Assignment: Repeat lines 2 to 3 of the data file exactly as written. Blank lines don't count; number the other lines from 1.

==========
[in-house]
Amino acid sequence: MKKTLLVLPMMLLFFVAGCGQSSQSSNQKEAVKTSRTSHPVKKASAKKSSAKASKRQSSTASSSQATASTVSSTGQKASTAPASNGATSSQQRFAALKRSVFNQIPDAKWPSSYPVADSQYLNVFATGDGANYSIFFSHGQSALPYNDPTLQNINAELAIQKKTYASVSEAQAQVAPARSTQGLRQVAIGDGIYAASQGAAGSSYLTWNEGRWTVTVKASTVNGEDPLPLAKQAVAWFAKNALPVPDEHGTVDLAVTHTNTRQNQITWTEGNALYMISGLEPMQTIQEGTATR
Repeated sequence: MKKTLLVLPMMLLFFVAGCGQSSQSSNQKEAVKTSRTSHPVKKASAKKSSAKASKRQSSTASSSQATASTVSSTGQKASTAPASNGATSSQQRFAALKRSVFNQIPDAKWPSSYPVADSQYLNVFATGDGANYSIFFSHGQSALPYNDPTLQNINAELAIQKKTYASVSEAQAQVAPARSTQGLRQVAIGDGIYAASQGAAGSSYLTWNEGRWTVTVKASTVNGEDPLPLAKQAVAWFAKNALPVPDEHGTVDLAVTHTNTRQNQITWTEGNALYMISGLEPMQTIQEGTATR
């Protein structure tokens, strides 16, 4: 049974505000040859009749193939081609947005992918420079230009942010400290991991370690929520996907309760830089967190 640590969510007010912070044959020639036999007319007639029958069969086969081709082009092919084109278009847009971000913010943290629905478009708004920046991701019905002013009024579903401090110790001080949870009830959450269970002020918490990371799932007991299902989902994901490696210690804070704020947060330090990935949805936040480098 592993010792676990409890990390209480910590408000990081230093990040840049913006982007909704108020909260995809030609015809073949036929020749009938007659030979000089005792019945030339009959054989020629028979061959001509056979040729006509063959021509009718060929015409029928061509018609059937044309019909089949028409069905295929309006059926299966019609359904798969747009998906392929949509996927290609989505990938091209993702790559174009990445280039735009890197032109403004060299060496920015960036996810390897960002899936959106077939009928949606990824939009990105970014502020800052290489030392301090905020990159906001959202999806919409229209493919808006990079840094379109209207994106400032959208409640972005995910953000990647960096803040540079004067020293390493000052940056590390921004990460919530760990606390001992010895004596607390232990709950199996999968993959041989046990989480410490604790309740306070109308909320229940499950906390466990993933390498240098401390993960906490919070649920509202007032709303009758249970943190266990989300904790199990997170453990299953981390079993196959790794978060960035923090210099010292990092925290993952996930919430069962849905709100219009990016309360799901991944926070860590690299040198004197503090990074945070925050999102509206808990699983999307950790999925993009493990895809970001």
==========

Amino acid sequence: MKKTLLVLPMMLLFFVAGCGQSSQSSNQKEAVKTSRTSHPVKKASAKKSSAKASKRQSSTASSSQATASTVSSTGQKASTAPASNGATSSQQRFAALKRSVFNQIPDAKWPSSYPVADSQYLNVFATGDGANYSIFFSHGQSALPYNDPTLQNINAELAIQKKTYASVSEAQAQVAPARSTQGLRQVAIGDGIYAASQGAAGSSYLTWNEGRWTVTVKASTVNGEDPLPLAKQAVAWFAKNALPVPDEHGTVDLAVTHTNTRQNQITWTEGNALYMISGLEPMQTIQEGTATR
Repeated sequence: MKKTLLVLPMMLLFFVAGCGQSSQSSNQKEAVKTSRTSHPVKKASAKKSSAKASKRQSSTASSSQATASTVSSTGQKASTAPASNGATSSQQRFAALKRSVFNQIPDAKWPSSYPVADSQYLNVFATGDGANYSIFFSHGQSALPYNDPTLQNINAELAIQKKTYASVSEAQAQVAPARSTQGLRQVAIGDGIYAASQGAAGSSYLTWNEGRWTVTVKASTVNGEDPLPLAKQAVAWFAKNALPVPDEHGTVDLAVTHTNTRQNQITWTEGNALYMISGLEPMQTIQEGTATR